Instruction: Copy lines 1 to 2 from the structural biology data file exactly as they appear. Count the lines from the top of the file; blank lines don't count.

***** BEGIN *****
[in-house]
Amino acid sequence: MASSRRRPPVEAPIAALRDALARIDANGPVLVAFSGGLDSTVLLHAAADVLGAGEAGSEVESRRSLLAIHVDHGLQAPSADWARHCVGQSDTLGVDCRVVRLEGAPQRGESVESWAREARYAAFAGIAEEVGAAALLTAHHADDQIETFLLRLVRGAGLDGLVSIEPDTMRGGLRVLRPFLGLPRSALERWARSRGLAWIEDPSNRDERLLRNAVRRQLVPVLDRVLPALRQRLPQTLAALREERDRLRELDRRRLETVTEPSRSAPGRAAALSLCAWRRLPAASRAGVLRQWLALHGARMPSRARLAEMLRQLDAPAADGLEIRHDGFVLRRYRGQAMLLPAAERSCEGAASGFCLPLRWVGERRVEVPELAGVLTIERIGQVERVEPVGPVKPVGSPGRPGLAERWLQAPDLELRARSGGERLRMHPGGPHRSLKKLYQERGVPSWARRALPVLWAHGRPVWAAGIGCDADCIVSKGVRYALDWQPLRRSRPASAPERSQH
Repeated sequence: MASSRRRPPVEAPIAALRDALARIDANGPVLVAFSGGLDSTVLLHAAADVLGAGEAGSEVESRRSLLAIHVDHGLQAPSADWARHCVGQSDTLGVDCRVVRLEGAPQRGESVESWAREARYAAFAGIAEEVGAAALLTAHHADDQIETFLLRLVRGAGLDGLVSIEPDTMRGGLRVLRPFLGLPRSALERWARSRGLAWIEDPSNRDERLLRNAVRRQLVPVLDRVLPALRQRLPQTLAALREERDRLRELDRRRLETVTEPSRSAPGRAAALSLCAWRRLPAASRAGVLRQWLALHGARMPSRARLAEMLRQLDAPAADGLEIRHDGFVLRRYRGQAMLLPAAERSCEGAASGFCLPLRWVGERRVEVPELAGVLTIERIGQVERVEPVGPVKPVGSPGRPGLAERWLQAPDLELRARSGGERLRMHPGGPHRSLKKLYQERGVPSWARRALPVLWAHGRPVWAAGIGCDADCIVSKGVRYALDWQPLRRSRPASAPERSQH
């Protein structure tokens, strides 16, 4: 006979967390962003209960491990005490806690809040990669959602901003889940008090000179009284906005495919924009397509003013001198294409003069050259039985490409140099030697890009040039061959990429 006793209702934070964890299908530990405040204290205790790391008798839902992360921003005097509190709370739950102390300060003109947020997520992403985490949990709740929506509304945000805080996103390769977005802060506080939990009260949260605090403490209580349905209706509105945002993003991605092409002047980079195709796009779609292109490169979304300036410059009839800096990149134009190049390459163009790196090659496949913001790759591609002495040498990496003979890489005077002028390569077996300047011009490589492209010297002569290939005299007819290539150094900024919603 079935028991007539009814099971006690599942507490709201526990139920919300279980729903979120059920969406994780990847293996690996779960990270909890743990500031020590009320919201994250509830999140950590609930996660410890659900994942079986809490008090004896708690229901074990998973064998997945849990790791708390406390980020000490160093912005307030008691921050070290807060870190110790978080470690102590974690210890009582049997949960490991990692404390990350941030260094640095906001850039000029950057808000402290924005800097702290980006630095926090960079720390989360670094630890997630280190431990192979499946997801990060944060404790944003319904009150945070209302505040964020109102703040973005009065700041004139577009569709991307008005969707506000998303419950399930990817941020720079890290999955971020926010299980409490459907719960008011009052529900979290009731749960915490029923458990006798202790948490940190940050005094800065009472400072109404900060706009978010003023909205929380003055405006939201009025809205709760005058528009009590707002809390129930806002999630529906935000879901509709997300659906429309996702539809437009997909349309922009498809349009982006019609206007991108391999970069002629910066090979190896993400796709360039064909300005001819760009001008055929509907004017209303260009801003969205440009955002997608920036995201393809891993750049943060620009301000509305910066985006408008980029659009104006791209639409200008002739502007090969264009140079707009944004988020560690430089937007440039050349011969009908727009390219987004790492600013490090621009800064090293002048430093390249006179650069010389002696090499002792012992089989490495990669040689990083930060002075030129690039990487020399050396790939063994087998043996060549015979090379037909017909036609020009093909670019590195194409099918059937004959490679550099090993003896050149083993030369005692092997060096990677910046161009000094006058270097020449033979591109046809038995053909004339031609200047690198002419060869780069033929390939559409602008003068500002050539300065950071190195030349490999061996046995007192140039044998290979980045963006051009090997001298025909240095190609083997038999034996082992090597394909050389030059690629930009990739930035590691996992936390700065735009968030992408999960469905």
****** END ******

[in-house]
Amino acid sequence: MASSRRRPPVEAPIAALRDALARIDANGPVLVAFSGGLDSTVLLHAAADVLGAGEAGSEVESRRSLLAIHVDHGLQAPSADWARHCVGQSDTLGVDCRVVRLEGAPQRGESVESWAREARYAAFAGIAEEVGAAALLTAHHADDQIETFLLRLVRGAGLDGLVSIEPDTMRGGLRVLRPFLGLPRSALERWARSRGLAWIEDPSNRDERLLRNAVRRQLVPVLDRVLPALRQRLPQTLAALREERDRLRELDRRRLETVTEPSRSAPGRAAALSLCAWRRLPAASRAGVLRQWLALHGARMPSRARLAEMLRQLDAPAADGLEIRHDGFVLRRYRGQAMLLPAAERSCEGAASGFCLPLRWVGERRVEVPELAGVLTIERIGQVERVEPVGPVKPVGSPGRPGLAERWLQAPDLELRARSGGERLRMHPGGPHRSLKKLYQERGVPSWARRALPVLWAHGRPVWAAGIGCDADCIVSKGVRYALDWQPLRRSRPASAPERSQH